The Heber Valley Railroad offers guests stunning views of the Wasatch Mountains and makes train travel fun with hosted concerts, themed rides and historical reenactments.

Photo: Adam Barker

From the train, you can take in spectacular views of "Utah's Alps."

Photo: Heber Valley Tourism

Huber Grove, Wasatch Mountain State Park

1500 Warm Springs Road, Midway

Within the sweeping Wasatch Mountain State Park, located at the mouth of Snake Creek Canyon, is a small but venerable pot rock home and creamery. The dwelling belonged to Johannes and Maria Huber, who met and married after they had both emigrated from Switzerland. In 1878, they settled in the Heber Valley on an 160-acre homestead. In addition to the home and creamery, they built a large barn, corrals, chicken coops, a pigsty, a smokehouse and a granary. 

The Huber home became the centerpiece of the mostly Swiss settlement, where residents and visitors alike would congregate, exchanging daily news from home while sharing an apple or two from one of the Hubers’ three nearby orchards. The community was incorporated as Midway in 1891.  

In 1961, the Huber homestead orchards and buildings became a part of Wasatch Mountain State Park, one of Utah’s first state parks and now one of its largest. What remains of the original homestead — the pot rock home and creamery, the lawn and surrounding orchards — is now known as Huber Grove. Visitors can picnic, birdwatch, stroll or snowshoe along a nature trail looping through the nearby Aspen forest. A self-guided walking tour is furnished with 27 interpretive signs featuring the Hubers’ poetry and journal excerpts. 

On Saturdays and Sundays in the summer and fall, Wasatch Mountain State Park staff offer free guided tours of Huber Grove’s grounds and buildings. To register for a tour, call the Visitor Center at 435-654-1791, or make a reservation online.

The Huber Grove, located at Wasatch Mountain State Park, represents the early homestead practices in Heber Valley. The fruit orchards planted by the original settlers continue to produce fruit today.

Photo: Heber Valley Tourism

Antique & Classic Power Museum

50 Starks Lane, Wallsburg

“My dad was a teenager in the 1950s and spent a lot of time then fixing cars and riding bikes,” says Pam Williams, daughter of Richard W. Erickson, and one of seven trustees of her father’s Antique & Classic Power Museum in Wallsburg. “He was a factory hillclimber for a Harley-Davidson dealer in Minnesota in hill climbs in Wisconsin. Back then, he was like the Fonzie of Litchfield, Minnesota.”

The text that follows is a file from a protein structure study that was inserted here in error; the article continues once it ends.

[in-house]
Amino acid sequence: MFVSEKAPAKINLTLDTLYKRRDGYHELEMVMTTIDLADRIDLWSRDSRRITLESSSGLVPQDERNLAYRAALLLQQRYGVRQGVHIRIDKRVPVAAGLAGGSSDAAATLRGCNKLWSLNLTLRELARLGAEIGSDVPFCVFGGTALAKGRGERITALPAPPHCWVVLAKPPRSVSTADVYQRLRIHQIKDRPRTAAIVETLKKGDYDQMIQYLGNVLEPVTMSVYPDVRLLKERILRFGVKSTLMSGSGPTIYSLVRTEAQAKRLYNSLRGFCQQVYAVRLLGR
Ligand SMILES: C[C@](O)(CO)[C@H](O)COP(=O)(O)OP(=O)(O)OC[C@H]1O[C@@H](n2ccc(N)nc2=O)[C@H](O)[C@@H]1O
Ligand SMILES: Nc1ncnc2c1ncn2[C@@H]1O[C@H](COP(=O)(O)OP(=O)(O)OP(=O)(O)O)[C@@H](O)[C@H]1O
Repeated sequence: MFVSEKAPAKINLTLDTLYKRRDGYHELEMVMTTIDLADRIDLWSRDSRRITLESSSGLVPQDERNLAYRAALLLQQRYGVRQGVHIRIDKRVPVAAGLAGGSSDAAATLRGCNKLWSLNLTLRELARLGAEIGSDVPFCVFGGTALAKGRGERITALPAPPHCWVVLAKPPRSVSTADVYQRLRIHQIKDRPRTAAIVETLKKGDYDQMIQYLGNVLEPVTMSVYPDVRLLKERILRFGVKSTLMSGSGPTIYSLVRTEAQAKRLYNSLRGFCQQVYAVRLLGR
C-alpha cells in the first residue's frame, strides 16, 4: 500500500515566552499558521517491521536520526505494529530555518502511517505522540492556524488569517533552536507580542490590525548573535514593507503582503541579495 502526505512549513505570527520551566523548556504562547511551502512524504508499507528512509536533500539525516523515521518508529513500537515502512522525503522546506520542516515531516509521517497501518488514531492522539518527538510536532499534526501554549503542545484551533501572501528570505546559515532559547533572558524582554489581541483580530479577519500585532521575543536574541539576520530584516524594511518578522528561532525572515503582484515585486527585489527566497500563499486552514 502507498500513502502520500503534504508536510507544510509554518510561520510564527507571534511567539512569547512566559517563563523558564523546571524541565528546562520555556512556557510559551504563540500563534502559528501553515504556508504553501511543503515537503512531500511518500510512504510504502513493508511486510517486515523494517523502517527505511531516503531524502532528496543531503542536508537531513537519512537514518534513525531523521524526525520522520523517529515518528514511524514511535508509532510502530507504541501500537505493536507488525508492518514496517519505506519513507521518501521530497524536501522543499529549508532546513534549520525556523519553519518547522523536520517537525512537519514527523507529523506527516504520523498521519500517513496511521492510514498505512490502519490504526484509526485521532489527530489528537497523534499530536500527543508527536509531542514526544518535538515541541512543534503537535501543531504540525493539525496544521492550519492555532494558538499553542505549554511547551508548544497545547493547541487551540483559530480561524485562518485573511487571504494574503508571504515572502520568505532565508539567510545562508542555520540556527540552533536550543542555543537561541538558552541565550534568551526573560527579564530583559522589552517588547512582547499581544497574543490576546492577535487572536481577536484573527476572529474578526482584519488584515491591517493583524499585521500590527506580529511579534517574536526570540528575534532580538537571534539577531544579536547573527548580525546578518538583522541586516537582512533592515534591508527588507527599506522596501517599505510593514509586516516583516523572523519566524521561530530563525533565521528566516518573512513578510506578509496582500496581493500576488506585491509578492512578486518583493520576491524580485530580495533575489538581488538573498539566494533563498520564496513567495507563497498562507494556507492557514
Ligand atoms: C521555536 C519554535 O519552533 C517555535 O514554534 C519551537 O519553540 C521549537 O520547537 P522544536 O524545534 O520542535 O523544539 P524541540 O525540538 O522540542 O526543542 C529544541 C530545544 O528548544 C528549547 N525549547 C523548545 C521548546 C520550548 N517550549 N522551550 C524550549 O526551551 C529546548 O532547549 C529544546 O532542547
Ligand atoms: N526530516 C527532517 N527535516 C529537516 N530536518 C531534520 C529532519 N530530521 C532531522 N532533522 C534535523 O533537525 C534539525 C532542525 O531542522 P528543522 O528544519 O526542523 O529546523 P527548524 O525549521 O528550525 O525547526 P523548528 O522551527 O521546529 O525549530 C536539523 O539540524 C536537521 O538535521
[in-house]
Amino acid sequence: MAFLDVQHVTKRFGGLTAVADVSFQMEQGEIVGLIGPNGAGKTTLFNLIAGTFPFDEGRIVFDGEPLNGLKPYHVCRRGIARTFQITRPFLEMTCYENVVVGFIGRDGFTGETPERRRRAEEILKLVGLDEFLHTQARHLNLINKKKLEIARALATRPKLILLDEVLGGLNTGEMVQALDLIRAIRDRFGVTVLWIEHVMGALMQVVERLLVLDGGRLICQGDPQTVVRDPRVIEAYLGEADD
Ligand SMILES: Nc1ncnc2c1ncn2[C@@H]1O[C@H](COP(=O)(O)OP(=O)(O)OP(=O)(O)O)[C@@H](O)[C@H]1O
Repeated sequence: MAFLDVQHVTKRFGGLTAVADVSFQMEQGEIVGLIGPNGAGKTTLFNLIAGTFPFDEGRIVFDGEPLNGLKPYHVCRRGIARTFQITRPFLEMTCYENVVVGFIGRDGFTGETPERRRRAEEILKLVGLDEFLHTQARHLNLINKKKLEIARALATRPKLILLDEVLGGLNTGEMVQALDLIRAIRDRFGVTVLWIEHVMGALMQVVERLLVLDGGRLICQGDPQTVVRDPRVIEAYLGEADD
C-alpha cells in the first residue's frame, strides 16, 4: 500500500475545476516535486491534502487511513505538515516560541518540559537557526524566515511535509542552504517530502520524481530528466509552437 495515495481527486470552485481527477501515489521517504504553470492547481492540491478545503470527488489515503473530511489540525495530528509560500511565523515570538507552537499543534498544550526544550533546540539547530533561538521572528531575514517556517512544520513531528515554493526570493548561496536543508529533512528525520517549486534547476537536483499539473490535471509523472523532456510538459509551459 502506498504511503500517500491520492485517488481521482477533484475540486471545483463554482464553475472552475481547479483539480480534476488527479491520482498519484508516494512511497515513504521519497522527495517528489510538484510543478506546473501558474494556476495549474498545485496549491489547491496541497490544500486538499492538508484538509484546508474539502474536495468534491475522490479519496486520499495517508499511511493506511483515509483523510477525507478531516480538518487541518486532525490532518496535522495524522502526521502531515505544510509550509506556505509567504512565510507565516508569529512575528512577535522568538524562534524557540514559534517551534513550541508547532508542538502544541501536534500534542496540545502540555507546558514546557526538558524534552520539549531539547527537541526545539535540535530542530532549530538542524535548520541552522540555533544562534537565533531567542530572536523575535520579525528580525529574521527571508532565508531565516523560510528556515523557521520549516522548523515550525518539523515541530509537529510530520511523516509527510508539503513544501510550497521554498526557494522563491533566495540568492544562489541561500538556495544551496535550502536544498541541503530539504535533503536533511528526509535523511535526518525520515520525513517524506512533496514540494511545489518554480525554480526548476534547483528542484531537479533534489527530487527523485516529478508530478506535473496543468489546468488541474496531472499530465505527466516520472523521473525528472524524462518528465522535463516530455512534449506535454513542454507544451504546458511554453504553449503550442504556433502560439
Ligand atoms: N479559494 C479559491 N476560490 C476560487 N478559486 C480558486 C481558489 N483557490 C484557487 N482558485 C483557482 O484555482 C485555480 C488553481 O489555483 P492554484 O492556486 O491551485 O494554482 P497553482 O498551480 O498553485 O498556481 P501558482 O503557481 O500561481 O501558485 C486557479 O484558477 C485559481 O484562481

Following a career in the military, Erickson and his wife, Rita, relocated in the late 1960s from the Upper Midwest to Utah to start a construction company. In 1972, he purchased 350 acres in upper Provo Canyon just outside of Wallsburg, “thinking he’d store tractors on it,” Williams says. The land soon became a repository for Erickson’s passion: power engines. In 1999, Erickson started a foundation and, over the following years, slowly developed his collection and the property into a museum.

The Antique & Classic Power Museum now encompasses 23 buildings housing an array of antique vehicles. The museum includes Erickson’s more than 150 motorcycles dating to the 1900s, a collection of dozens of classic cars, 120 farm tractors, and a belt-driven sawmill. The museum also features a pioneer village that includes a church with a functioning pump organ, 1800s-era log cabins, historical replicas of small shops and stores and the original Erickson family home, moved to the site from Minnesota.

The Antique & Classic Car Museum is open May through October by appointment only, bookable on the museum's website. The museum also hosts three events annually: the Antique Power Show, held the weekend after Father’s Day; TedFest, a multiday, family-friendly roots-based music festival held in mid-July; and Boomerfest, a classic rock music festival held the last weekend of August.   

The Antique & Classic Power Museum encompasses 23 buildings housing an array of antique vehicles.

Photo: Courtesy of Antique & Classic Power Museum

The museum includes Erickson’s more than 150 motorcycles dating to the 1900s, a collection of dozens of classic cars, 120 farm tractors, and a belt-driven sawmill.

Photo: Courtesy of Antique & Classic Power Museum

Explore Heber Valley's Past

Explore Heber Valley

Take in a view of "Utah's Alps" from the Heber Valley. Between the destination towns of Heber and Midway, Heber Valley astonishes with its alpine splendor and access to endless outdoor recreation. Exclusive resorts, authentic dining and world-class golf round out the valley's extensive list of incredible accommodations and vast trail network, which means your Heber Valley sanctuary can be built on luxury, outdoor recreation, or a combination of both.